- Utilize assessment tools regularly and build strategic plans to support long-term diversity work
- Engage all constituencies in feedback
Identify and support trained DEI and/or equity teams within the organization to give vision to and guide equity work forward in a sustainable manner
Seeking Educational Equity & Diversity (SEED 101)
Diversity Advocacy Team (DAT) formation and support
Diversity Committee Formation and Support
Assessment of Multiculturalism, Inclusion, and Diversity (AMID) Survey
Racial Affinity Group Formation and Support
DEI Book Club & Study
Reimaging Hiring & Retention Tool Kit
Professional Development/Learning Seminars
Seeking Educational Equity & Diversity (SEED 101)
The SEED (Seeking Educational Equity & Diversity) Project is a multifaceted diversity training program that helps participants reflect on their own and others’ experiences while also exploring current theories on topics such as race, gender, ethnicity, socioeconomic status, privilege, systems of oppression, etc. These 2.5 hour long monthly seminars are designed to help participants create, develop and implement strategies that foster respect for all people. SEED 101 strengthens relational trust, interdependence, and collectiveness between stakeholders of the organization.
Professional Development/Learning Seminars
- Managing Implicit Bias – creating a new lens to impact decision making and strategic planning. This workshop unpacks the research that suggests that we all make initial judgments about each other within fractions of seconds of meeting someone new (or in reading ethnic names), which typically affects how we see that individual. We will review case studies and learn about anecdotal responses from people of color within the educational and organizational systems in various positions (students, faculty, and staff). We will also study typical cultural norms that can sometimes: 1. distract hiring teams from bringing on qualified candidates of color and 2. create an environment where labeling certain individuals as “not a good fit” is normalized in practice for their community. Working in groups, participants will build a new toolbox and vocabulary to increase their cultural awareness and responsiveness to members of their community of diverse backgrounds.
- Politics of Location- finding our personal and professional diversity narratives. This workshop is the foundation for learning how to establish positive relationships with others. Using social scientists’ interpretation of cultural value differences, participants will begin to unpack events from their personal lives that influence the way they think, their beliefs, and values. Participants will then use these self-discoveries to understand others’ perspectives and walk and draw commonalities between themselves and others.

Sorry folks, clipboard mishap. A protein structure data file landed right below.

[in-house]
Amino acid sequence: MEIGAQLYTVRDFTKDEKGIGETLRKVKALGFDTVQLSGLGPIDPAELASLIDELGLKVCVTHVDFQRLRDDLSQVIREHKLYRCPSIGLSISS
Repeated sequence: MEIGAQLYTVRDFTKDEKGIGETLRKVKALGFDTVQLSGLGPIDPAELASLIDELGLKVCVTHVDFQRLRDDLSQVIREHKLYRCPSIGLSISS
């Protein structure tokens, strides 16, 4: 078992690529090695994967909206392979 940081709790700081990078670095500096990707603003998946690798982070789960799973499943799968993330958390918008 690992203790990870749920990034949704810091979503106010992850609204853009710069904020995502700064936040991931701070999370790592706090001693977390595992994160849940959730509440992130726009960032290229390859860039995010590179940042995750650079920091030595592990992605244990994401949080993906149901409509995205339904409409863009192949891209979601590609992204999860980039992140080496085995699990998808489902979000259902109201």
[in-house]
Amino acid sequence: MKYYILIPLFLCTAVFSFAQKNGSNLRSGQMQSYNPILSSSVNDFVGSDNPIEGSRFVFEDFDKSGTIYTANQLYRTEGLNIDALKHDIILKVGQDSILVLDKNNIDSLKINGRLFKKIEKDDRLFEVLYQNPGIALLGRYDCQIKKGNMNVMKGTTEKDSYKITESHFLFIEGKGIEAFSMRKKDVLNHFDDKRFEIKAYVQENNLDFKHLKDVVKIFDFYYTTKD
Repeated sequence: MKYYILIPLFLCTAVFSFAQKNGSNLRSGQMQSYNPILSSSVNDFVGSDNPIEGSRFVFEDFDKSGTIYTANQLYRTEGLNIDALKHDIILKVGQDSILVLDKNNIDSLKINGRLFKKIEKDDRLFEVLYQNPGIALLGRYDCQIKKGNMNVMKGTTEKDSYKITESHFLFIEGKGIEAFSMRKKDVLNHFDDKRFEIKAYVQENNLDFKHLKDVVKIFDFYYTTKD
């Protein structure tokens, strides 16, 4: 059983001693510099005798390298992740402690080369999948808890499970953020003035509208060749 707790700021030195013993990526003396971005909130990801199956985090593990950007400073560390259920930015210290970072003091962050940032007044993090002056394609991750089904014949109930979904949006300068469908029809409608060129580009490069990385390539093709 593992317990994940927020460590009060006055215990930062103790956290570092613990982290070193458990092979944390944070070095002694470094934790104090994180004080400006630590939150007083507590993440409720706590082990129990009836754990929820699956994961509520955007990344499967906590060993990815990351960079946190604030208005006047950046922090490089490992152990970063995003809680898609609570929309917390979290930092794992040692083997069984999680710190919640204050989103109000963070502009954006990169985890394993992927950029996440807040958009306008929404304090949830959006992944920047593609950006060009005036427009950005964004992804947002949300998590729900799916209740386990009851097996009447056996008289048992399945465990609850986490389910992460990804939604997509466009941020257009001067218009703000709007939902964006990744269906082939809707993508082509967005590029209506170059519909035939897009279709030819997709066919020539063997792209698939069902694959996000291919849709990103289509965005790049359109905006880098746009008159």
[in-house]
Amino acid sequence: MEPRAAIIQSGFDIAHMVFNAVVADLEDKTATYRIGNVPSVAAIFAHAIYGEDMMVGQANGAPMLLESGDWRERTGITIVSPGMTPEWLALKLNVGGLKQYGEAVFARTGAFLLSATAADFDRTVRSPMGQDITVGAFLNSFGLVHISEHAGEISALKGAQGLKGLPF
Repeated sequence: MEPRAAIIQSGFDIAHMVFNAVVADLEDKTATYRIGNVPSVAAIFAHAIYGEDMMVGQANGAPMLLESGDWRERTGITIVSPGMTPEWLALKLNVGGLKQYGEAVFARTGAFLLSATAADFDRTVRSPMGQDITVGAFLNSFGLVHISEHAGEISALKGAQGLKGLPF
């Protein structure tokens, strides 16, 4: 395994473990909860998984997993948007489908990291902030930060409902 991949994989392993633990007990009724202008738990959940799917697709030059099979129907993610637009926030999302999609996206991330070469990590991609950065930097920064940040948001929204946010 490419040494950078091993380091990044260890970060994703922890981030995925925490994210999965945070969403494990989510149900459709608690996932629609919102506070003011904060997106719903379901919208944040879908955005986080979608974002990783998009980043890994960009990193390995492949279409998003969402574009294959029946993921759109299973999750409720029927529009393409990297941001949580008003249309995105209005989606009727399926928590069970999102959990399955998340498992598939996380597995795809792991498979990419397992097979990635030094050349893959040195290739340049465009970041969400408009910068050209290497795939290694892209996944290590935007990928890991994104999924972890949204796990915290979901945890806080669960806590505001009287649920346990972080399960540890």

- Blending Cultural Competency with Positive Racial Identity Workshop (6 hours, but can be offered as two 3-hour sessions) – exploring powerful and practical tools to help participants explore their understanding of personal and societal values and how they impact their identities. Participants will learn to understand their own racial identity, navigate daily and past experiences of racism, and examine the ways racism affects all aspects of life. This workshop will shift participants from understanding to action.
- Values and Beliefs- exploring, aligning, and publishing our values and beliefs as a community. This workshop provides tools for organizational leaders to either establish or strengthen their organization’s culture and climate.
- Critical Multicultural Pedagogy – This seminar is specifically designed for teachers, administrators, and curriculum coordinators to explore and evaluate their current curriculum and pedagogical approach to multicultural education. Participants will revise their current curriculum and develop a multicultural scope and sequence for intentional multicultural planning and execution across all programs and subjects.
- Portrait of a Community Member – Planning with the end in mind, participants will begin to craft an illustration of the ideal community member, based on characteristics and values that are important to the institution. Together, all constituents will draw conclusions about how they and their departments might contribute to the development of an environment that can act as an incubator for such an individual. Using the methods of design thinking, participants will create a collective roadmap to how the organization might construct programming that will positively impact all community members and build a more inclusive community.